Retired racecaller John Tapp sells Ebenezer equestrian property

Retired racecaller John Tapp sells Ebenezer equestrian property
Retired racecaller John Tapp sells Ebenezer equestrian property

The doyen of Australian race-callers, John Tapp and wife Ann have sold their Ebenezer home within a week of its listing.

The 10 hectare estate was used for a harness racing facility which was his hobby turned second career.

Complete with an all weather training track, stable complex, spelling paddocks and day yards, the facility was home to the likes of his group one winner, Chariot King.

The sand stock brick home has five bedrooms, two bathrooms, and an entertaining deck and swimming pool which are set amongst manicured gardens and sandstone boulders.

There is also a self contained granny flat on the Hawkesbury district equestrian estate some 70 kilometres north-west of the Sydney CBD.

Offers over $2 million were being sought by Starr Partners Windsor agent Adam Buchert who found the buyer mid-week.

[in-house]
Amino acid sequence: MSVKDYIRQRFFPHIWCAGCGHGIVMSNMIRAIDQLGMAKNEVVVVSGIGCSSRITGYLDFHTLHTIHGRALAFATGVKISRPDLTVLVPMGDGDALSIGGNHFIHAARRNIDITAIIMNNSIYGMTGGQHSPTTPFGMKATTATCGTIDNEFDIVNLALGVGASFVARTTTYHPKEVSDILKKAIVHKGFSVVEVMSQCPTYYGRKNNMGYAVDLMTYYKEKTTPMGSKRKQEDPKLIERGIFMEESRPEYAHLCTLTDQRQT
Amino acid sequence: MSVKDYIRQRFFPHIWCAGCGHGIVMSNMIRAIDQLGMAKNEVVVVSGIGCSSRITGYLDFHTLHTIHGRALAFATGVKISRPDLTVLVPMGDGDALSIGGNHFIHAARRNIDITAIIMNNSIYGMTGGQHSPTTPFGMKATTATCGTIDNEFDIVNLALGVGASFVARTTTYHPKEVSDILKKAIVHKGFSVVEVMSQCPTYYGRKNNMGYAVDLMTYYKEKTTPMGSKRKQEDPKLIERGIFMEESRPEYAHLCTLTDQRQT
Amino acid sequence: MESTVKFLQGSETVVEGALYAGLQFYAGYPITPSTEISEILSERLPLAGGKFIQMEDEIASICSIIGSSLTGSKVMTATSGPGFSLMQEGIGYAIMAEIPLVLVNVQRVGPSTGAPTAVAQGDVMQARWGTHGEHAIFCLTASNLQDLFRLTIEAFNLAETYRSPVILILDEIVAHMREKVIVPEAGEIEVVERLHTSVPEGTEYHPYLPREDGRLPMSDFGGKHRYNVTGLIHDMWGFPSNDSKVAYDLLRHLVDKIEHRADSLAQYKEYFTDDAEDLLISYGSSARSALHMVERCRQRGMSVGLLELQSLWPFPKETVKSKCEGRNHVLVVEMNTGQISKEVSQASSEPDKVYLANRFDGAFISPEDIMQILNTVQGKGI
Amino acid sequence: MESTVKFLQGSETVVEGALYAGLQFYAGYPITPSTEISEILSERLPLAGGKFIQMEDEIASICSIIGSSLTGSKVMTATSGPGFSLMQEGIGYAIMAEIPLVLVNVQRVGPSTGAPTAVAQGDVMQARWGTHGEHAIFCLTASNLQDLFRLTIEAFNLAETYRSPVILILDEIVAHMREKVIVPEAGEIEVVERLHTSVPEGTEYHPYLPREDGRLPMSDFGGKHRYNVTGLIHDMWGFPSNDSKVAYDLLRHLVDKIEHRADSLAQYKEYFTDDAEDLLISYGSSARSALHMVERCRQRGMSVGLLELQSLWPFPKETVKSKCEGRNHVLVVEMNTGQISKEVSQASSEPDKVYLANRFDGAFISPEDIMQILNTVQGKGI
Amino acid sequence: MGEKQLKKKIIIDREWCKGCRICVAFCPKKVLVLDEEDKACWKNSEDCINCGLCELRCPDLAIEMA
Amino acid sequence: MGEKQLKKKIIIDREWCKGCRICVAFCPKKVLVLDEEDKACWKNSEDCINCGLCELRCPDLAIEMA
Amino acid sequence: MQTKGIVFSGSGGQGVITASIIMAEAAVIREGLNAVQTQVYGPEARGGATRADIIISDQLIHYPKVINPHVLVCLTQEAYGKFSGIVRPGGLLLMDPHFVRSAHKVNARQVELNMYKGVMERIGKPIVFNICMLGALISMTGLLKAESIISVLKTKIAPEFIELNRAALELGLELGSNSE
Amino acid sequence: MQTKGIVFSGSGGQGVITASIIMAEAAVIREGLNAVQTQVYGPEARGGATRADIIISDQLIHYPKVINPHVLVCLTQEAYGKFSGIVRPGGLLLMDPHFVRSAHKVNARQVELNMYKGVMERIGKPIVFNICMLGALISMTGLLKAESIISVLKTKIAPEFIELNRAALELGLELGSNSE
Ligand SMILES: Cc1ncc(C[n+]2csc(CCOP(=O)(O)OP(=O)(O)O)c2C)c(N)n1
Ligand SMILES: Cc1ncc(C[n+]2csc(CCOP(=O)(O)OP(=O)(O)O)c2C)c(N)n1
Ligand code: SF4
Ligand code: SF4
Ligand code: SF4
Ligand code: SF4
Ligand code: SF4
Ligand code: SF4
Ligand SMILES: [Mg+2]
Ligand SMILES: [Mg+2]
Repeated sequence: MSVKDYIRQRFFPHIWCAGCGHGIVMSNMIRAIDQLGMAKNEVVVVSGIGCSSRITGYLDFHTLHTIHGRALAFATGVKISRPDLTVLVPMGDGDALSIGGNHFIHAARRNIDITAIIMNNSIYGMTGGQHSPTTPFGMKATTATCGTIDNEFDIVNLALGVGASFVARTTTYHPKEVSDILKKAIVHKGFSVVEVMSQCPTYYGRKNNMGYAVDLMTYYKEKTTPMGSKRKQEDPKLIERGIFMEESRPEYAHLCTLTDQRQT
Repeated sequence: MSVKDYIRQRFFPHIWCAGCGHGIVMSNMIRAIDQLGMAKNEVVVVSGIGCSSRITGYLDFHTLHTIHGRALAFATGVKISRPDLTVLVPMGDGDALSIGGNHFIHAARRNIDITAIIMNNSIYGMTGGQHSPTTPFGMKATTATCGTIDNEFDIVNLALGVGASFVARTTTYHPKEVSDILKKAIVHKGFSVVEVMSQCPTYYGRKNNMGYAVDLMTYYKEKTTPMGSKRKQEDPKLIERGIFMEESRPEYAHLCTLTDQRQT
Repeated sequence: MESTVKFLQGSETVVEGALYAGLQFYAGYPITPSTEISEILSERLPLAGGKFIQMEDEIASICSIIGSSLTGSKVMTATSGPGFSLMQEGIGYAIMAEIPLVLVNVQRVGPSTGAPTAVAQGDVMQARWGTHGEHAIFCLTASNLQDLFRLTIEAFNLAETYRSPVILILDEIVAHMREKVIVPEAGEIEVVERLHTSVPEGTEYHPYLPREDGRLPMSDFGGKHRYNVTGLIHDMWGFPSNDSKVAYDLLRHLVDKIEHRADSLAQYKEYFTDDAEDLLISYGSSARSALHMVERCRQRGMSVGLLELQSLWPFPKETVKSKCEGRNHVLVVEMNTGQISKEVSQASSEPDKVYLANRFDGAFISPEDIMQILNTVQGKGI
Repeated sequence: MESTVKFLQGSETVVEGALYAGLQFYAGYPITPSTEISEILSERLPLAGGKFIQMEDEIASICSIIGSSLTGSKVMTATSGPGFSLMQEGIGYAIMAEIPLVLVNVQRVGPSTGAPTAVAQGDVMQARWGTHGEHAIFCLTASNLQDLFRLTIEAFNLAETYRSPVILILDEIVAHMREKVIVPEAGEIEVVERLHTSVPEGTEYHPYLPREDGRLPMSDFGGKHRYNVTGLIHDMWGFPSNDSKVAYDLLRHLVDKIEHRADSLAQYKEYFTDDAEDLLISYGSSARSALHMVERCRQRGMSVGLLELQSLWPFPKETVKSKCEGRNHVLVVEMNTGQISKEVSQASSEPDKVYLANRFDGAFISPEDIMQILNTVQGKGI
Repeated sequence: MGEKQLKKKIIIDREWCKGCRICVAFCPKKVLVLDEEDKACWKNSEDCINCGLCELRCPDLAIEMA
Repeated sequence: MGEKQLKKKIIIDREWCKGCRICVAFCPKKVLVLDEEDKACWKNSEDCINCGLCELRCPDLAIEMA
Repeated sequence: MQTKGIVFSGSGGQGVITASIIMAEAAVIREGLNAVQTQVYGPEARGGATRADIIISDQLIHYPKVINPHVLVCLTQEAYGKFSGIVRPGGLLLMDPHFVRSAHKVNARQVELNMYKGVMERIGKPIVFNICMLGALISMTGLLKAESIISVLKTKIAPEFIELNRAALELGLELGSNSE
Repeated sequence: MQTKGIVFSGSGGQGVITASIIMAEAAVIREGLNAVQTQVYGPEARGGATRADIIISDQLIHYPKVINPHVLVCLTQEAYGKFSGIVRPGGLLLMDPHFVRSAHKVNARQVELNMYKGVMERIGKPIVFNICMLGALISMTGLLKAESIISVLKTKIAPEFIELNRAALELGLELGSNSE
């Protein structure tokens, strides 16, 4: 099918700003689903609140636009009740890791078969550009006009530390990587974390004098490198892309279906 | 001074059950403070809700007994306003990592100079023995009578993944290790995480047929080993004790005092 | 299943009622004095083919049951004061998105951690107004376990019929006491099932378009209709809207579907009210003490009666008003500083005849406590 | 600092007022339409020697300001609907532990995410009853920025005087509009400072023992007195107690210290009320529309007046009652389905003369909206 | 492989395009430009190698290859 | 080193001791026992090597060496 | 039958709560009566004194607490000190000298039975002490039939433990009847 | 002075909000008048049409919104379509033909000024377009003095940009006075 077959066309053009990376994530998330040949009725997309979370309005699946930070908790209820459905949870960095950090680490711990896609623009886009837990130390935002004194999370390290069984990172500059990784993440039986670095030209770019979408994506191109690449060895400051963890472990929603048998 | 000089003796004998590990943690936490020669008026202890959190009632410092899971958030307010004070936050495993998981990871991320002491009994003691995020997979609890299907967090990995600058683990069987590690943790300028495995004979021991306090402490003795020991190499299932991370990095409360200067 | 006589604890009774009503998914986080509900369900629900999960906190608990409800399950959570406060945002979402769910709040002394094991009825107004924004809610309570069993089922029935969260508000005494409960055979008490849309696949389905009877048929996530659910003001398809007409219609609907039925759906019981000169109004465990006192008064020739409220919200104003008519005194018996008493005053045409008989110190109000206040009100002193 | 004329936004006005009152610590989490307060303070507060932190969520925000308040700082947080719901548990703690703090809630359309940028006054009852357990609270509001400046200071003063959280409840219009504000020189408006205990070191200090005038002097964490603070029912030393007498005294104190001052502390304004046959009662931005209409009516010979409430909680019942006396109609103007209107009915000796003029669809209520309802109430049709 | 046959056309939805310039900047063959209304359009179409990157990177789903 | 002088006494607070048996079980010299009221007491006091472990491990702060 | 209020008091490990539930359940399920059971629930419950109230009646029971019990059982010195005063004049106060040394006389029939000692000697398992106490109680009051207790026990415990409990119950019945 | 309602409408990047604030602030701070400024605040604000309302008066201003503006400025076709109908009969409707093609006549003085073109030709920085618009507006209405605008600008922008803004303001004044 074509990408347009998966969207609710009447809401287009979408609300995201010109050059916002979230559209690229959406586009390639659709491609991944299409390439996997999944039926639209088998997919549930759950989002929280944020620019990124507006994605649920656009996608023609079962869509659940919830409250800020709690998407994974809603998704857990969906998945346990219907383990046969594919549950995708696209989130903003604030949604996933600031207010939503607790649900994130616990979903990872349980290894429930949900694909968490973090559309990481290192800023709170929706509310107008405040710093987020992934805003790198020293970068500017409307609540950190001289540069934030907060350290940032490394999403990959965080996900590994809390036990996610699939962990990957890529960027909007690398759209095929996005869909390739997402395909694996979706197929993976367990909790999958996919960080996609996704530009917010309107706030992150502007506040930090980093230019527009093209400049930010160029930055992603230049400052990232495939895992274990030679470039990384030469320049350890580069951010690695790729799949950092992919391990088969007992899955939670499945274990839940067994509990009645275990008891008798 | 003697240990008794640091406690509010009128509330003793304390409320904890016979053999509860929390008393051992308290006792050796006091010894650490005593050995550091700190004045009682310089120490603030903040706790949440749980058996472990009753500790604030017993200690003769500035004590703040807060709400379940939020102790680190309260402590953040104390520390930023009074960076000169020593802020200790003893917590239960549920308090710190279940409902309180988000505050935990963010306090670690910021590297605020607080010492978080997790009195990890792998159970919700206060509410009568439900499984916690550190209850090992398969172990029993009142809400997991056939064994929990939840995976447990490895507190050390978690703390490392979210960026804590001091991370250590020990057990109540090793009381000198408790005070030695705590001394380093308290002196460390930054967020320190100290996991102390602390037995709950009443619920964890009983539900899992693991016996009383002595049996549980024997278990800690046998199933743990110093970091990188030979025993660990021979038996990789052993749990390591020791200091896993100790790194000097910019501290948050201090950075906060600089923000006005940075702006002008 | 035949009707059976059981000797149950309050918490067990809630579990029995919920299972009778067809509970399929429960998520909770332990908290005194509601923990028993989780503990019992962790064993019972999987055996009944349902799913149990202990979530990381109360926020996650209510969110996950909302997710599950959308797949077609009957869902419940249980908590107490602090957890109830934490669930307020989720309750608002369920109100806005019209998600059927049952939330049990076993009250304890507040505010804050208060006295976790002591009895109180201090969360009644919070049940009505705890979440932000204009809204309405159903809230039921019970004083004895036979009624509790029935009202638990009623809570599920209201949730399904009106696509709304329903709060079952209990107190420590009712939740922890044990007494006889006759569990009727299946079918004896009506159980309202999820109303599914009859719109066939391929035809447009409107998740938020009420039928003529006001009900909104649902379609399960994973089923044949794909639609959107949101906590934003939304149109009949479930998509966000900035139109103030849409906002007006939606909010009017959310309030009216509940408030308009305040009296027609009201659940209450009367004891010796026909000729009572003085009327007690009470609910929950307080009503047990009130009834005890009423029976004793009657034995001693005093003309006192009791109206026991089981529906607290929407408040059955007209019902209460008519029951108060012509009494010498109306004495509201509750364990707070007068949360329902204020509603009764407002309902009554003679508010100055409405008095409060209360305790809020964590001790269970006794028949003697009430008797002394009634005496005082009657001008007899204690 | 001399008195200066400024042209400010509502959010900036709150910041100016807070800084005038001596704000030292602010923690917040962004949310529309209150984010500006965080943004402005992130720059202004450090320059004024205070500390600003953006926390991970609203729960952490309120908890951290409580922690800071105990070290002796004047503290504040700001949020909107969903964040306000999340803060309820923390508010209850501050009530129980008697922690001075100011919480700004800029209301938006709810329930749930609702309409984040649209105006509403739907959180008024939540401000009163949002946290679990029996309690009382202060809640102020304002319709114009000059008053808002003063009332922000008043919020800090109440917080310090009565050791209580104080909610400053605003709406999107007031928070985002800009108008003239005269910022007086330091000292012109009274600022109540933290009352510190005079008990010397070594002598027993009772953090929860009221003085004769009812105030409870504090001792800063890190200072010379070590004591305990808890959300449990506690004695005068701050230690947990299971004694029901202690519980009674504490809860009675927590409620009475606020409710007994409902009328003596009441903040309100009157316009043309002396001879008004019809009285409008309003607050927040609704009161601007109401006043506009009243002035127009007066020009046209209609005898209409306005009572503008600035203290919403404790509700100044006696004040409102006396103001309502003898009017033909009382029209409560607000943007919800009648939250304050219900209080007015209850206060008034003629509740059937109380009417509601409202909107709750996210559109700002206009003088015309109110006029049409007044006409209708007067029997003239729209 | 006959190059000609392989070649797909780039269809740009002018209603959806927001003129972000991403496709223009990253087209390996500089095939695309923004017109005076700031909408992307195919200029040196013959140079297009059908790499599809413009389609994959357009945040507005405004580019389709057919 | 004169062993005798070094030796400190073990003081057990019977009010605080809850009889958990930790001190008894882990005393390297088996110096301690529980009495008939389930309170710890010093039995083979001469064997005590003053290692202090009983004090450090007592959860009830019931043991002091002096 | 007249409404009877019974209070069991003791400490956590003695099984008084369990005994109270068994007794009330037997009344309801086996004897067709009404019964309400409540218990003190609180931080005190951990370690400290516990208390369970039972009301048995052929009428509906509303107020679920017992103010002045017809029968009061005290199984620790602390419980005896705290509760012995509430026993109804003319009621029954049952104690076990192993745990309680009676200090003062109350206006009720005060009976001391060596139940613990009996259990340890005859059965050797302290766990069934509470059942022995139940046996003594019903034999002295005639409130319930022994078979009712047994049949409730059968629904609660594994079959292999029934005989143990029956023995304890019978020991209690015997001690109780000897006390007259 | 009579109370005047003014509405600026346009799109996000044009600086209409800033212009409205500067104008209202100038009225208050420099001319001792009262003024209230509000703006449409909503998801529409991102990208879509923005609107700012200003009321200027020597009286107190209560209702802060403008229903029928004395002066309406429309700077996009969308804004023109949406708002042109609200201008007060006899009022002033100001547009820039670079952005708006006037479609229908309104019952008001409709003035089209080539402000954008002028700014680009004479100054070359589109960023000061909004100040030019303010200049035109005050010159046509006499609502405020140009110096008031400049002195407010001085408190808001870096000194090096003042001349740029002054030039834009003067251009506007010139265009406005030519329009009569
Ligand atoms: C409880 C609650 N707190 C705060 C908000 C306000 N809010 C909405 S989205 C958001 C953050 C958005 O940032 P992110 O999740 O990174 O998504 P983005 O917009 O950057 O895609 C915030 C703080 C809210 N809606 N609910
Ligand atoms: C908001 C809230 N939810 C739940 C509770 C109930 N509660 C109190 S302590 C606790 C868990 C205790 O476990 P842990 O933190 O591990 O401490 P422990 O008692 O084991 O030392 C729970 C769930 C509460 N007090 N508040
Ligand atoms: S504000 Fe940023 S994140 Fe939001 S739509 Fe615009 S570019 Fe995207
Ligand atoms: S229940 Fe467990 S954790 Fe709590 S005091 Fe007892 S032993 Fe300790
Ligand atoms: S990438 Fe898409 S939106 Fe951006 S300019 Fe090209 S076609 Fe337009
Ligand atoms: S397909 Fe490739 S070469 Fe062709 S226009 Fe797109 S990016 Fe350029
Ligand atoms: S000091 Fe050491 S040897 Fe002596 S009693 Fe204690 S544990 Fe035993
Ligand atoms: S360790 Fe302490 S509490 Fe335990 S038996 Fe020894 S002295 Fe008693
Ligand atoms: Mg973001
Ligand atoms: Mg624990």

Tapp was one of Australia's most beloved race callers. It was estimated over his 33 year career that he called over 50,000 individual races.

As an 11 year old he developed a fascination with listening to famous race caller of the day Ken Howard on the wireless radio.

John began painting Paddle Pop icecream sticks the same colours as the jockeys' silks.

He learnt his craft by tossing the sticks into the stormwater drain that ran behind his childhood home and then called the ensuing race as the sticks floated off.

Tapp retired from race calling in 1998 but maintained an involvement through Sky Channel. 

Tapp nominated Kingston Town, Octagonal and Super Impose amongst the best he had seen during his long broadcast career. 

He was introduced to trotting through a celebrity challenge, then bought a property at Luddenham where he bred his first horse, a little mare he called Red Mittens.

His other horses included Alias Kent, Orbital, Lord Patterson, Blue Baffin, Lochlee Eaglehawk and Supergas, all cheap horses.

This article was first published in the Sunday Telegraph.

Ebenezer Horse Racing

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